New Yorker Festival

Our initiation to The New Yorker Festival, an annual event with performances, screenings and talks bringing together personalities from the worlds of art, culture, literature, politics and, to quote the organisers, everything in-between.

A modest but very interesting start with just two of the events.

Louis C.K. talks with Emily Nussbaum came first. I remember the shock in seeing the dreaded ”sold out” mark next to the ”buy tickets” button. Ever the optimist, after scrolling down for more talks, I thought I’d give it another try. And, lo and behold, two tickets available – must have been the very last ones.

Hot topics like the then upcoming elections and Presidential candidate Trump were covered, but also those more personal like family and work. And money spending, when it came to Mr. C.K.’s latest work Horace and Pete, a production entirely self-funded and web-streamed on his website, yet still managing to loose money even without involvement of middle-men.

We were even treated to a news flash, when Mr. C.K. announced that it would soon become available on Hulu. Two months later the news became official. I had watched Horace and Pete with mixed feelings of disbelief and admiration upto the final moments of grief; for I just couldn’t stand the last episode, torturous from beginning to Horace’s tragic knife-stabbing end. The untimely appearance of his his long-lost son didn’t help either.

The following evening was the turn of a gentleman whose class, charisma, acting mastery and a certain British charm can be summed up in two words: Jeremy Irons.

In ”Jeremy Irons talks with Rebecca Mead” the discussion flowed freely like between two friends having a good time. A journey that started in the Isle of Wight, touched upon Mr. Irons’ childhood years and went on about education, racism, economy. ”Unregulated capitalism is like unregulated water: It will drown you” said Mr. Irons, a phrase that stuck with me since.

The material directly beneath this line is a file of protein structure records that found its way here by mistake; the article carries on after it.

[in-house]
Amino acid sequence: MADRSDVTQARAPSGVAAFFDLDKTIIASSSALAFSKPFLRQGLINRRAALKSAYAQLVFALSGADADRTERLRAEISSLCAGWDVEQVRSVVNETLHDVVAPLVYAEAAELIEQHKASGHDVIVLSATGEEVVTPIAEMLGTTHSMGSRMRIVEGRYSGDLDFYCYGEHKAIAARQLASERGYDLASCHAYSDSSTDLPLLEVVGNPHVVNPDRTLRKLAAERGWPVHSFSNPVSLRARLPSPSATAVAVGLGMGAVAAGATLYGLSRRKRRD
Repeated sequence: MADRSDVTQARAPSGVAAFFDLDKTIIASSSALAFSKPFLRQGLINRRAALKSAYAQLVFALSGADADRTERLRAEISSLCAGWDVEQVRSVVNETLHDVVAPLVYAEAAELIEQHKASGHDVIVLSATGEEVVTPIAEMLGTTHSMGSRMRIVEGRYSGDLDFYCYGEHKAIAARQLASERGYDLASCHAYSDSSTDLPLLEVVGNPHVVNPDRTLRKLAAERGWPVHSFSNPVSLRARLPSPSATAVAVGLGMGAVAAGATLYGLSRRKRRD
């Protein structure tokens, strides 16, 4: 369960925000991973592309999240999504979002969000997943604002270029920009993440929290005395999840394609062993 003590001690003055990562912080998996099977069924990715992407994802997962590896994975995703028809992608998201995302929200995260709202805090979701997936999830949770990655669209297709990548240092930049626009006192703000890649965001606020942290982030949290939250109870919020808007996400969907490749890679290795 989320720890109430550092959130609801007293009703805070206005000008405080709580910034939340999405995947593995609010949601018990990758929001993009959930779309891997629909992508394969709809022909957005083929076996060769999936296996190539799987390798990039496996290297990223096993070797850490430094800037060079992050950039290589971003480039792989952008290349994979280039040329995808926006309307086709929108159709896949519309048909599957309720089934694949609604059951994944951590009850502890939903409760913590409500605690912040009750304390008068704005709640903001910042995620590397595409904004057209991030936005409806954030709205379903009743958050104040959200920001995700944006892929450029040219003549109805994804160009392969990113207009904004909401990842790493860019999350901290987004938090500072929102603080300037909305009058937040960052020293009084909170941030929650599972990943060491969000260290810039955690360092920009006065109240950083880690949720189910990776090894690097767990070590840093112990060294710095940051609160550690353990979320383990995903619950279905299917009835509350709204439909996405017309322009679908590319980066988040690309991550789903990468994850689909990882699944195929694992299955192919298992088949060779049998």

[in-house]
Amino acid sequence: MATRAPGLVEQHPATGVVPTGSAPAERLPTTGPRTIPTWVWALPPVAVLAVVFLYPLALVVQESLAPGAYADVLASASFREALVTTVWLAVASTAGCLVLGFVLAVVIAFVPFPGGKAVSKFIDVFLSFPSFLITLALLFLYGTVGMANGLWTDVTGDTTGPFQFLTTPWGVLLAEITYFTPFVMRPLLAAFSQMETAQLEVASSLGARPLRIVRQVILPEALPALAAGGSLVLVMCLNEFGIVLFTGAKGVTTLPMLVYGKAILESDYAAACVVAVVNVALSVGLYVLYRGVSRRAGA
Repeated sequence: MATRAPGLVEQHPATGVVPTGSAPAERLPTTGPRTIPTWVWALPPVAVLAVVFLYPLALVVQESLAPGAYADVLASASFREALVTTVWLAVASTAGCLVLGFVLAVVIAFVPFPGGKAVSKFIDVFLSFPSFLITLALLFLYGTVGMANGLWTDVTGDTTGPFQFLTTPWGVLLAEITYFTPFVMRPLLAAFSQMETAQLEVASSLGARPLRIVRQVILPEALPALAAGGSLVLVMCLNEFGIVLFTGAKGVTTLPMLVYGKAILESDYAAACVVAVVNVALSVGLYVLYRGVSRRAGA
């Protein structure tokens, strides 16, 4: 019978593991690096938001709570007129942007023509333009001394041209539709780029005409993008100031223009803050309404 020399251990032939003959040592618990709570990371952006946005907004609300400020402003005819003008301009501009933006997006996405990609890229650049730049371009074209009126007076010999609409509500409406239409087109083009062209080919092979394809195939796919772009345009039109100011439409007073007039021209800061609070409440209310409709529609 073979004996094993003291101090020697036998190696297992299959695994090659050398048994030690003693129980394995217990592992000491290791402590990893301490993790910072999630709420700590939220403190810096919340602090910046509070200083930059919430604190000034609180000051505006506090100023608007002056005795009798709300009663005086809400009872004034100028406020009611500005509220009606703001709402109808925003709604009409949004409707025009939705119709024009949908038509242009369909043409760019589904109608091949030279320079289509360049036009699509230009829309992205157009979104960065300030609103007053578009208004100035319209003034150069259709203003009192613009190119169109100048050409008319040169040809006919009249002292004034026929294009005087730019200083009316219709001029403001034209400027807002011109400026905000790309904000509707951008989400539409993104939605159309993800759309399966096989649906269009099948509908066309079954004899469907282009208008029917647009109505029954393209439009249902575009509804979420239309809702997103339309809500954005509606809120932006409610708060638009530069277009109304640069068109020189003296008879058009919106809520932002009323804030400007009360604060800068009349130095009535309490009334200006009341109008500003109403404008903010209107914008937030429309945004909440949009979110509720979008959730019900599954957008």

His motorbike, Broadway stints and other important steps in his career (Brideshead Revisited – yes, of course) were also mentioned, as was his newest film ”The Man who knew Infinity” which I have yet to watch.

A lively conversation, spoken in Mr. Irons’ distinctive voice, excellent diction and that very charming British humour, enhanced by his expressive gestures – and when these were not enough to contain him in his seat – his walking about the stage in a kind of improvised performance.

Dressed in a steampunkish outfit, matching scarf and biker boots Mr. Irons was the personification of an English gentleman with a touch of ”frankly my dear, I don’t give a damn” flare, audiences around the world find so irresistible.

The series is held in different venues in New York City, in October.

October 7th & 8th, 2016

Manifesto

I went in expecting to see an interesting video art installation. I came out a better person, conscious that I have witnessed a brilliant work of art. Julian Rosenfeldt’s Manifesto bridges admirably the boundaries between filmmaking, theatrical artistic expression and technical dexterity. Mounted on 13 screens, positioned all over the monumental Wade Thompson Drill Hall in deceptive randomness, Manifesto brings to life excerpts of over 50 manifestos and statements by artists, filmmakers, choreographers and architects, going back as early as 1913 (Appolinaire’s The Futurist Antitradition) and as recently as 2002 (Jim Jarmusch’s Golden Rules of Filmmaking).

And then, there is Cate Blanchett. In case you still had a doubt about Ms. Blanchett’s brilliance as a performer this is your moment of truth. Passing effortlessly from the role of a homeless man, to a diva choreographer, a TV anchorwoman, a factory worker, a school teacher, a scientist, or my two favourites – a puppeteer and a conservative mother, Ms Blanchett interprets, dramatizes and recites excerpts, merging different manifestos and statements in every story seamlessly, skillfully proving yet again what a powerful performer she really is.

Manifesto is on at the Park Avenue Armory until January 8th, 2017. An unmissable treat, if your way brings you to New York City until then.

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Photography is not permitted inside the hall, and rightfully so for once, as camera and cell phone lights would have been all but rude intruders destroying the immersive, audio-visual experience.

As a compensation, cameras are welcome in all the beautifully restored reception rooms on the first floor.

December 10th, 2016